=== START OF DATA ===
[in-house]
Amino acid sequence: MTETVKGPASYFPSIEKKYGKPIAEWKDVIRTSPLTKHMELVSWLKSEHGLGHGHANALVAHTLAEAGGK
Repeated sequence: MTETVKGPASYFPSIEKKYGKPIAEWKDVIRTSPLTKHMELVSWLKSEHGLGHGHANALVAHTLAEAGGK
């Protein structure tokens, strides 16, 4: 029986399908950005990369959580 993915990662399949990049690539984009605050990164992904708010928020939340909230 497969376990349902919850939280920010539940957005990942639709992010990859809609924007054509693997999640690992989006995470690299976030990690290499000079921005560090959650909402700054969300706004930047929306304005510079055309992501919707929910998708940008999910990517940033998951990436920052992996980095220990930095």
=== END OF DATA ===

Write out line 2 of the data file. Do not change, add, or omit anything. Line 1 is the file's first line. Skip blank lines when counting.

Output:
Amino acid sequence: MTETVKGPASYFPSIEKKYGKPIAEWKDVIRTSPLTKHMELVSWLKSEHGLGHGHANALVAHTLAEAGGK